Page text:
Melanie smiled to herself as she ate. She sat a brightly colored picnic table at the restaurant’s outdoor patio. The kids swarming the play-park reminded the mid-40s woman of simpler times. The setting sun left the sky twilight-purple. The year’s first cold front breezed across the back of her neck and gave her a slight shiver. It reminded her of the end of summer.
Summer’s end always came with its own kind of melancholy. Her childhood summers were spent at a cousin’s lake house. She lost touch with Ivy over the years, but they were close once upon a time. The last time they actually hung out was during college. Ivy tried to talk her into a tattoo, but even at 46 Melanie is scared of needles. One of their favorite games was “mind-reader.”
Somehow, Ivy convinced her cousin that she could read Melanie’s mind. The 9-year-old version of her was annoyed that she couldn’t read Ivy’s mind. Ivy helpfully gave her an explanation.
“You’re the only one that can’t read minds!” Melanie replayed her cousin’s words in her head. “YOU’RE THE ONLY ONE THAT CAN’T READ MINDS!” she chuckled at the thought. “Maybe I am,” she thought. Then, she noticed the playground seemed quieter. She looked up from her fries and realized everyone, kids and adults, was staring at her. “What’d I do?” she wondered idly. As one, all the strangers took an uneasy step back. The kids all flocked to their parents while the adults quickly gathered their things.
Melanie looked around herself in confusion wondering if she missed an emergency that was happening. She did not see anything unusual and was about to ask one of the strangers rushing away but her phone rang.
“Hello?” Melanie did not recognize the number but answered it anyway.
“I can’t believe you went and got a tattoo without me!” Ivy’s familiar, forgotten voice complained. Melanie smiled to herself. They may have lost touch, but she picked up right where they left off.
“Are you drunk?” Melanie asked. “Tripping? Why are you calling me out of the blue with such a weird question?” Their friendship didn’t run on pleasantries. Ivy laughed on the other end for a moment, then she went quiet.
“Wait. Are you serious? You don’t have one?”
“Yes,” Melanie said. “What’s going on?”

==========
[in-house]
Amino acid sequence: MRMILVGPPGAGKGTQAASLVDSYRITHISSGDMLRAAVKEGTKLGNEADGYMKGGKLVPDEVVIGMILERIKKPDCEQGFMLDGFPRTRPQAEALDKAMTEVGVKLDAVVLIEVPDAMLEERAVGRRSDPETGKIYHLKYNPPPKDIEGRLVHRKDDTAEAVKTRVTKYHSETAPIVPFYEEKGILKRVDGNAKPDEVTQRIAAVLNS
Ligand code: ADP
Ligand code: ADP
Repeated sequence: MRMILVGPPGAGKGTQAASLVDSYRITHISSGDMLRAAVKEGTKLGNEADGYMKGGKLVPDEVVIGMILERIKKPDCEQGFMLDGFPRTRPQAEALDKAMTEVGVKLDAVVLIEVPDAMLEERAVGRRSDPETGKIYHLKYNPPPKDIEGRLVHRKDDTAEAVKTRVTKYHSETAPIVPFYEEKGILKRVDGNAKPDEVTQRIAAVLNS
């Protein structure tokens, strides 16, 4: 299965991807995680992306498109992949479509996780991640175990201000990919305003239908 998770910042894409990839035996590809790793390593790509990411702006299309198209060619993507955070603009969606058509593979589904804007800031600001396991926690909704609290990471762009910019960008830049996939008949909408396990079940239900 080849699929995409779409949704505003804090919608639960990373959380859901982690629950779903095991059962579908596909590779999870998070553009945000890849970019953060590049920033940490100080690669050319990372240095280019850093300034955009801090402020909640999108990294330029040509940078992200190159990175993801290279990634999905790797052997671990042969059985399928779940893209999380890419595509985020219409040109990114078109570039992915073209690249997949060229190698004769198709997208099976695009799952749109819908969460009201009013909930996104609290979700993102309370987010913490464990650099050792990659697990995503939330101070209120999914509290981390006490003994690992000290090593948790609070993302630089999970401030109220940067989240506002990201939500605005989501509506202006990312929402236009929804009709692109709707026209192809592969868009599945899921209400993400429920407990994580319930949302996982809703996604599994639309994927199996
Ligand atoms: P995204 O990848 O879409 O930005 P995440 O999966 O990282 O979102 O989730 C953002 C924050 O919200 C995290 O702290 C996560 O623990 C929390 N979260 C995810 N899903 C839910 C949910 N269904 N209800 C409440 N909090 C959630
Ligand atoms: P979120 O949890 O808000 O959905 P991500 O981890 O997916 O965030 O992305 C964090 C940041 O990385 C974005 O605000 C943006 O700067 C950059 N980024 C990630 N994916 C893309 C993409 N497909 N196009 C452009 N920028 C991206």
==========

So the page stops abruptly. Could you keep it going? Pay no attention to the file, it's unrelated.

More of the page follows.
“Holy crap, that’s amazing! Uh, okay. Hold on I’ll see you in a bit.”
“See me in a bit? Where are-” the call disconnected before Melanie got her question out. She navigated through the phone to call Ivy back but heard the familiar voice behind her.
“Hey!” Ivy said. Melanie turned to see her cousin walk out of the restaurant. Despite being a year older than Melanie, Ivy looked almost 20 years younger. Her cousin looked lean with a healthy tan. Her once dark hair was dyed green and pulled back in a long ponytail. She wore blue jeans and a black blouse with a mint sprig affixed to it like a brooch.
“Holy crap, girl. You haven’t aged a day,” Melanie said as she stood and hugged her cousin. “I didn’t know you were in town,” she said.
“I wasn’t,” Ivy smiled. “But then you started blasting out, that’s why I thought you got a tattoo.”
“Blasting out? What do you mean?” Melanie asked as they both sat down at the table. Ivy immediately reached for the fries.
“You really don’t know?” she asked with a broad smile, then shoved several fries in her mouth.
“Yes, I don’t,” Melanie answered. She nodded and shook her head at the same time wobbling her head around. Ivy smiled, then swallowed. She took a sip of Melanie’s soda, then cleared her throat.
“You’re the only one that can’t read minds,” she said with a low whisper. Melanie broke into a fit of giggles.
“I was just thinking about that,” she said. Ivy nodded.
“I know,” she replied. “Everyone knows.”
“Uhhmmmm…,” Melanie narrowed her eyes at Ivy and waited for an explanation.
“A few minutes ago, everyone in the world heard a thought in their heads. Someone told every person that they’re the only ones that can’t read minds.”
“What? I had that thought too… wait. You’re saying it didn’t come from me?” Ivy laughed and shook her head.
“I’m saying you’re the one that did it. Of course, only people that have heard your voice know it was you. You can talk to everyone in the world.”
“No I can’t,” Melanie said with a shake of her head. “I don’t know how you pranked me, but I’m not trusting that again. Just because you convinced me when we were younger doesn’t mean I’ll fall for it.” Ivy sighed.
“I didn’t trick you to convince you. Back then I could hear your thoughts just like I heard it today. Look,” Ivy reached across the table and took Melanie’s hand. “Just get a tattoo, it’ll clear everything up.”
“You’re still with that, huh?”
“Well back then I didn’t know why I was so determined,” Ivy smiled. “Now I do.” She tapped the back of Melanie’s hand. “Get a little ’37’ right here and everything will make sense. Accidentally blasting out your thoughts to everyone will be a thing of the past, and you’ll learn how to do it intentionally. Now, I can honestly say: if you get a tattoo you’ll get some pretty neat superpowers.” Melanie chuckled.
“Superpowers? Really?” Ivy nodded and lifted her hands to show Melanie her palms. “What are you-“
Melanie started to ask but stopped. A long, leafy, green vine slithered onto the table. It coiled around a french fry then lifted it to Ivy’s mouth. She took a bite and smiled.
“Yeah, really,” she said as she finished chewing the single bite. Then she leaned forward and stretched the neckline of her shirt a bit. She showed Melanie a tattoo of a potted ivy on her shoulder. The number 52 decorated the clay pot.